PEEKSKILL, NY - New city economic development specialist James Slaughter laid out his views on how to attract business to the city to the Common Council Monday.Slaughter said that the increase in restaurants and nightlife and live music and cultural venues such as the Paramount Center and the art lofts made the city special, as did the opportunities for business growth due to available buildings in prime locations.Those aspects made Peekskill stand out from neighboring towns and should be selling points for the city, he said.
Slaughter said the city had several challenges, including identifying appropriate commercial and retail use for long term sustainable growth and finding developers and companies willing to expand into the city in a down economy.
Slaughter said that the city also needed to work to overcome negative perceptions about crime and living conditions that go back decades. He recommended increased outreach to local media outlets. "There are still a lot of perceptions about what happened 30 years ago that still permeate how the city is viewed," Slaughter said.
Slaughter recommended a marketing campaign that shows Peekskill as a city or art and commerce, and creating signage at key city entrances. Slaughter named several large vacant lots including 921 Main Street and the former shopping plaza at 1719 Main Street and vacant or obsolete buildings such as 108 Division Street that he hoped to develop.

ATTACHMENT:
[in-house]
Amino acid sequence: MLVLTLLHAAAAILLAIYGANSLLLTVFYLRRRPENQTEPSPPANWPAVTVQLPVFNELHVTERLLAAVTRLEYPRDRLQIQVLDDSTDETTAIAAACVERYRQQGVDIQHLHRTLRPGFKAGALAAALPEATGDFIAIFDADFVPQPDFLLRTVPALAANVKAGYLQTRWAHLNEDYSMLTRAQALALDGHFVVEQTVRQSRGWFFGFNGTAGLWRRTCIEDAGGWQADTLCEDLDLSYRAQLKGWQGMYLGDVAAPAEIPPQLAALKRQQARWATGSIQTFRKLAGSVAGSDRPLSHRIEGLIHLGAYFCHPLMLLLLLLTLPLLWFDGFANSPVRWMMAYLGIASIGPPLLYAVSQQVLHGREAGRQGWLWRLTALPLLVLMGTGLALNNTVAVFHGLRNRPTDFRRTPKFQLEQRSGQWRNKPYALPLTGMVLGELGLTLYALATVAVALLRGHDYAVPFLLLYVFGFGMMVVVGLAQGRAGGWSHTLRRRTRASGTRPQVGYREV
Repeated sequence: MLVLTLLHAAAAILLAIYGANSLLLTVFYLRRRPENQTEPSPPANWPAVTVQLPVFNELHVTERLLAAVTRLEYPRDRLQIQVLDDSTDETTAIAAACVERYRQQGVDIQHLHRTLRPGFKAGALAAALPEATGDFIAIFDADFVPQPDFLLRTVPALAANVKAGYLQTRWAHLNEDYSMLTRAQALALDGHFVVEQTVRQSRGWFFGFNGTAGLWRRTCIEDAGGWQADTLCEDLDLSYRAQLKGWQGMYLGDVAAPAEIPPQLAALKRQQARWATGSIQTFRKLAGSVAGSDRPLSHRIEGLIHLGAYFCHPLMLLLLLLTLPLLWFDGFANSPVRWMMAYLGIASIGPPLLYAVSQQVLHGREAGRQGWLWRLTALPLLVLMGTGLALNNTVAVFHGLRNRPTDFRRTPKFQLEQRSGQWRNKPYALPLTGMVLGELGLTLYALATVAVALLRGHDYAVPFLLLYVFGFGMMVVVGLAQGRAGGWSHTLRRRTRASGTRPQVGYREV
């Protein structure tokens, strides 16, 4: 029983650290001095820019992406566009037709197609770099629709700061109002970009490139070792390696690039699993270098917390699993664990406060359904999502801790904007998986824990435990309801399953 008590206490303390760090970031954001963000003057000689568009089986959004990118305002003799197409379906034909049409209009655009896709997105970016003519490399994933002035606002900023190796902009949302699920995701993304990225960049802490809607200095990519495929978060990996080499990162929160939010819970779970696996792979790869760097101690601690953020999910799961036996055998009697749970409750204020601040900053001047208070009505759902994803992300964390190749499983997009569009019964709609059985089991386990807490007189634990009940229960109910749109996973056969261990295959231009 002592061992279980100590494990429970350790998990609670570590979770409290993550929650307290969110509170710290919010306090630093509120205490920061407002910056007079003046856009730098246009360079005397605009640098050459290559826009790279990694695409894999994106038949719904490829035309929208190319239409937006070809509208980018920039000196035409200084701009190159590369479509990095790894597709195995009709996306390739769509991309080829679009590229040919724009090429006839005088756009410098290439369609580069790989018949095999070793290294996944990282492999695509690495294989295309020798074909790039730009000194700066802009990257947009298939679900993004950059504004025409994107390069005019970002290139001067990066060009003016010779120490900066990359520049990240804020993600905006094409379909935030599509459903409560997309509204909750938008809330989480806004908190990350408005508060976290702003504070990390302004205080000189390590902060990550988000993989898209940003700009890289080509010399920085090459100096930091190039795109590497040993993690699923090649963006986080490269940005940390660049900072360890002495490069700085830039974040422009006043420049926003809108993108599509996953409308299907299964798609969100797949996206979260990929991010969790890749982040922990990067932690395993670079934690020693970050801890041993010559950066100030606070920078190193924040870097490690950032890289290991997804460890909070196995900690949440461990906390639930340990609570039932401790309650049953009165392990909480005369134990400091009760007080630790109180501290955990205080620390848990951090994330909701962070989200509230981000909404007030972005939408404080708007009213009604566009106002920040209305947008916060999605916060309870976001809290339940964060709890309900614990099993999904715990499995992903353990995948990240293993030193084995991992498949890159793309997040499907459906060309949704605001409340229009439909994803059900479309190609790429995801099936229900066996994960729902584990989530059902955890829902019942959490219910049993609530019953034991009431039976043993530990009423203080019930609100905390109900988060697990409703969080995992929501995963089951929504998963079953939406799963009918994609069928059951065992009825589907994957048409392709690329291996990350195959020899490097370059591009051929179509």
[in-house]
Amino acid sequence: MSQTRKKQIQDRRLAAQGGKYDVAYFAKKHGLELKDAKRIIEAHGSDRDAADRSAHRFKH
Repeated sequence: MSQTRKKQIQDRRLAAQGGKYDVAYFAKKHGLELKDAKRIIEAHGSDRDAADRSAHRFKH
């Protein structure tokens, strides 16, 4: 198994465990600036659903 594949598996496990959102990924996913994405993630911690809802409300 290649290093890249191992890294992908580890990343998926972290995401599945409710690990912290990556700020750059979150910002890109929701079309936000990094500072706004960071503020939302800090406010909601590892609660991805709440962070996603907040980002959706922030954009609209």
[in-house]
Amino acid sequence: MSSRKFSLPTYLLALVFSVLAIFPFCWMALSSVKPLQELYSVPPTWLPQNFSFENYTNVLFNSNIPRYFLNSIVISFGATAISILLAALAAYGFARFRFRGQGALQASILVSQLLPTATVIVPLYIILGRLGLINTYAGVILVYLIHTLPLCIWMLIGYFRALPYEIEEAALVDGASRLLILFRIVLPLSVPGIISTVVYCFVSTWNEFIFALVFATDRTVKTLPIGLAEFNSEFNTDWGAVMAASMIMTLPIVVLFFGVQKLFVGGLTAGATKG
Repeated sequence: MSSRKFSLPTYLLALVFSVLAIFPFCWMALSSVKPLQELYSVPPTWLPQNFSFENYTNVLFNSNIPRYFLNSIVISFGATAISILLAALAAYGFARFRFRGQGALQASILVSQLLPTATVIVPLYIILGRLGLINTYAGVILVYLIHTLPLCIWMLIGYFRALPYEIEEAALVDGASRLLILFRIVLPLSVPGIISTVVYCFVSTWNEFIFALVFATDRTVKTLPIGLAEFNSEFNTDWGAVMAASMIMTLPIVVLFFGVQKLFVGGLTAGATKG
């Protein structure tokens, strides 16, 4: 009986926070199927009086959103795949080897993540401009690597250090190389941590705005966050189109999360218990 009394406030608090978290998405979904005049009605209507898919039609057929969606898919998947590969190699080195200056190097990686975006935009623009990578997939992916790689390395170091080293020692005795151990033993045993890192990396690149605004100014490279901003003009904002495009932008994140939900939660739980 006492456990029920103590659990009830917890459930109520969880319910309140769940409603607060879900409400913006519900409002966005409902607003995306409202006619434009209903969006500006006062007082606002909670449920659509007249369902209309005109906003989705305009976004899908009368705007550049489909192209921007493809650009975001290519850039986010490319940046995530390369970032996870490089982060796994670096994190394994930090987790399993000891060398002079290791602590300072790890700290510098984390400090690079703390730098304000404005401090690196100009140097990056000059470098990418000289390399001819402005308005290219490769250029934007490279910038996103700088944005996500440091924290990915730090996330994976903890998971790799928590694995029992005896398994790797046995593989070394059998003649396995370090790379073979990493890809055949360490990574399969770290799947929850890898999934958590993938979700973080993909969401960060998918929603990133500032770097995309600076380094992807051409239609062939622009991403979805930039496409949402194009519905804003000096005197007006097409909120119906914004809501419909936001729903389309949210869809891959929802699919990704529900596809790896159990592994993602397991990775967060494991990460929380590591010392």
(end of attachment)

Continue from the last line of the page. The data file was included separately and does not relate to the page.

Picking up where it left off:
He said the city should identify property owners who are willing to redevelop its properties by securing market rate financing in exchange for incentives from the city and pick key buildings for rehabilitation or adaptive use and work with a developer to remove obsolete buildings and empty lots. He gave several examples of renovated land use from places such as Annapolis, Md. that the city could use as models.
The city should also try to expand mixed use development in the downtown in order to draw more affluent residents to the city, Slaughter said. He gave an example from Seattle, Wash. of a 24-unit residential property built above a 15,000 square foot specialty food store and a second floor garage. "You need to have disposable income downtown and you also need to look at a mix of retail and residential that allows you to function at the optimal rate," Slaughter said.
The council was especially interested in how to improve Lower South Street, which has been underdeveloped for many years, without creating competition for the prospering downtown area. Slaughter said that it made sense to put larger commercial businesses in that area that would not compete with downtown businesses, such as office space for financial or insurance companies. He also said that nearby highway access would also allow two big box stores to be built there but didn't think that was the best use for the space.
Councilwoman Drew Claxton said she though the 1719 Main Street location would be ideal for a Trader Joes specialty grocery store, something residents have shown an interest in. She asked Slaughter to look into the possibility of a store in Peekskill. "There are number of people who will drive from here to Eastchester or Danbury [Conn.] to go to Trader Joes," Claxton said.
Mayor Mary Foster said that there are many senior citizens living in the downtown area who need a place to buy affordable home goods and clothing. "They walk around and shop in our downtown and they ask about stores that would service their needs," Foster said.
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